Each week, we pick a short fiction piece from our Fairlight Shorts archives to feature as our story of the week. This week, we’ve chosen a story about loss by Stephen Burgen.
Stephen Burgen grew up in Montreal before moving to London. For the past twenty years he has lived in Barcelona, where he works as a freelance journalist writing about Spain. He primarily writes for The Guardian and Observer, but has also previously written for The Times, Independent and Financial Times, among others. In between struggling to get the better of words, he cooks.
Stephen started writing in his early teens. He has published one non-fiction work, Your Mother’s Tongue (Gollancz/Orion), and a novel, Walking the Lions (Constable). He has also self-published Afterlife, a collection of short stories. He is currently seeking a publisher for a second short story collection.
‘The Jacket’ follows a grieving man who faces a new challenge.
It took a moment for Michael to realise that it was his doorbell that was ringing. He wasn’t expecting a visitor or a parcel and it was weeks now since any flowers had been delivered. His first reaction was dread. He was too raw and fragile to deal with anything or anyone unfamiliar. He even struggled to cope with the man who came to read the electricity meter. To a stranger, Michael looked normal; melancholy, perhaps, but normal. They’d have no idea how thin the ice was. He needed to carry a warning, a sign that read: Fragile. Handle with care. He’d considered getting a T-shirt printed with the word Bereaved but people would probably think it was a band or a TV series. The doorbell rang again, drawing him out of that faraway nothing nowhere place where mourning had taken him of late; a vacant space defined by absence. From the outside, he appeared lost in thought, but if anyone asked him what he was thinking he’d confess he had no idea. He wasn’t thinking anything, he was just bobbing around on a sea of loss, a small vessel cut loose from its moorings, adrift in a dreamless reverie.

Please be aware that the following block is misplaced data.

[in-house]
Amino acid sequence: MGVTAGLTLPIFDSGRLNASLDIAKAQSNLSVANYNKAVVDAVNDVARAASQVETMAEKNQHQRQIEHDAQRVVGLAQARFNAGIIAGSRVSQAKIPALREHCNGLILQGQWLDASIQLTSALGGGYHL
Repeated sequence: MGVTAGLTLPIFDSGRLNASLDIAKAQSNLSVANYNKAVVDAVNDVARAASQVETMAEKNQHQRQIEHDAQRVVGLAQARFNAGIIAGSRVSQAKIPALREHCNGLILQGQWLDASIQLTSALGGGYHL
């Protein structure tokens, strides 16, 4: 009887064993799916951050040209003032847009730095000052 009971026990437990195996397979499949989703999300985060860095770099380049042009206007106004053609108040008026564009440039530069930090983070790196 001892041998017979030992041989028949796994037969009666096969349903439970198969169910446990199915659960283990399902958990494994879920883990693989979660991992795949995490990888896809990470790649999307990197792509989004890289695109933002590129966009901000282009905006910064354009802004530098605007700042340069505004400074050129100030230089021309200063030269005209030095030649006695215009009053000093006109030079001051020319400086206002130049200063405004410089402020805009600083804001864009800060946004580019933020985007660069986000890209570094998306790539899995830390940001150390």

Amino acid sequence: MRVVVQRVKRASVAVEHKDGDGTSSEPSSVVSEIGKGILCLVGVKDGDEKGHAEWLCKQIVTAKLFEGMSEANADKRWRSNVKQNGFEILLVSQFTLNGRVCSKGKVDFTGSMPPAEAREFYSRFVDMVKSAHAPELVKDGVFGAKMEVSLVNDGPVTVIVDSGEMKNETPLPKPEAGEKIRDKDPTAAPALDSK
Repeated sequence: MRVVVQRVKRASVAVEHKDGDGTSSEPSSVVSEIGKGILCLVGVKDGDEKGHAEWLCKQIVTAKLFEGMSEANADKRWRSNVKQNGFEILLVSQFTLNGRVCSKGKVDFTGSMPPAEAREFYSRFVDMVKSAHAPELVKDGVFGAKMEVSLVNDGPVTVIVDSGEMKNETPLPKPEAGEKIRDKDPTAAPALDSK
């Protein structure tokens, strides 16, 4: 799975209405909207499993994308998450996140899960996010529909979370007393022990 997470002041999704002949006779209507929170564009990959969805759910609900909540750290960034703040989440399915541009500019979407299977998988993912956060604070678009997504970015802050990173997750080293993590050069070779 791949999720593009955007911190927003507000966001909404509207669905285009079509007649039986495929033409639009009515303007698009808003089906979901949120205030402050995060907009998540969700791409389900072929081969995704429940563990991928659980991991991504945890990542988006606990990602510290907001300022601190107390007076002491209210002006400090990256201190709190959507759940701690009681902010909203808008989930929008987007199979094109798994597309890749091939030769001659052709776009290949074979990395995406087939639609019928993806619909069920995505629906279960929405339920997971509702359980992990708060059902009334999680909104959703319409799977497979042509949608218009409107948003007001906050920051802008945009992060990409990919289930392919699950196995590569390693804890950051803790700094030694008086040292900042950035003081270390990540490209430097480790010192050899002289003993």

He didn’t recognise the face of the youngish, fair-haired man on the small videophone screen.
Is that you, Mike?
Mike. Some people called him Mike, generally people who think if they go straight to the diminutive, it sounds more friendly. But anyone who really knew him knew he didn’t ever go by Mike. The figure in the street stood back from the camera, hands on hips, impatient to be let in. Michael didn’t know who he was but there was something familiar about him that he couldn’t place.
I’m sorry, he said. Do I know you?